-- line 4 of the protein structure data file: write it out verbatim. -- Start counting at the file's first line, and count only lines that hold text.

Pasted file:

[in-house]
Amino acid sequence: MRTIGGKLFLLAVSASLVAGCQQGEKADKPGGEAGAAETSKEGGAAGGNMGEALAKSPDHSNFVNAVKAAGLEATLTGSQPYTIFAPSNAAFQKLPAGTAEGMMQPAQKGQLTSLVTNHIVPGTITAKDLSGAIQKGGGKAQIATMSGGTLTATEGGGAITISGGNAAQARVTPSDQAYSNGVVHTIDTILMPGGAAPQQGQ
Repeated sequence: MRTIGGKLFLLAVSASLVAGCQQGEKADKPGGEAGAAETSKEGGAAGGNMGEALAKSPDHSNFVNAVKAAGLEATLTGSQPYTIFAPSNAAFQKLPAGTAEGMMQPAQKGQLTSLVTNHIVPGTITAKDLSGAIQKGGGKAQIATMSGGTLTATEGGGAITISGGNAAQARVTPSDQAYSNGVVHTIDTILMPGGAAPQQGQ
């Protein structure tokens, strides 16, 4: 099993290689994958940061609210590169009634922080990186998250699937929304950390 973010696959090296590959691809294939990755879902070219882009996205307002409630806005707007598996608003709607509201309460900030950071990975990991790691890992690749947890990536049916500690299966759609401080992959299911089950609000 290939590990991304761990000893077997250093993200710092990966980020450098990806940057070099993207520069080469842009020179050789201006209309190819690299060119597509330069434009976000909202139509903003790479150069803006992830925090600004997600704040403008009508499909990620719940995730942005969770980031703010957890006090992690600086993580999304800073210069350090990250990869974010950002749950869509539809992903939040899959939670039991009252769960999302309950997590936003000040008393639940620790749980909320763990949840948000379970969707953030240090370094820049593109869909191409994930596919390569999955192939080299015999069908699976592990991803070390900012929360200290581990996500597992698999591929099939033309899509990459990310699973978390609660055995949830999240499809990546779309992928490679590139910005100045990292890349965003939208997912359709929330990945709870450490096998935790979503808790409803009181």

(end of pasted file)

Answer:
């Protein structure tokens, strides 16, 4: 099993290689994958940061609210590169009634922080990186998250699937929304950390 973010696959090296590959691809294939990755879902070219882009996205307002409630806005707007598996608003709607509201309460900030950071990975990991790691890992690749947890990536049916500690299966759609401080992959299911089950609000 290939590990991304761990000893077997250093993200710092990966980020450098990806940057070099993207520069080469842009020179050789201006209309190819690299060119597509330069434009976000909202139509903003790479150069803006992830925090600004997600704040403008009508499909990620719940995730942005969770980031703010957890006090992690600086993580999304800073210069350090990250990869974010950002749950869509539809992903939040899959939670039991009252769960999302309950997590936003000040008393639940620790749980909320763990949840948000379970969707953030240090370094820049593109869909191409994930596919390569999955192939080299015999069908699976592990991803070390900012929360200290581990996500597992698999591929099939033309899509990459990310699973978390609660055995949830999240499809990546779309992928490679590139910005100045990292890349965003939208997912359709929330990945709870450490096998935790979503808790409803009181």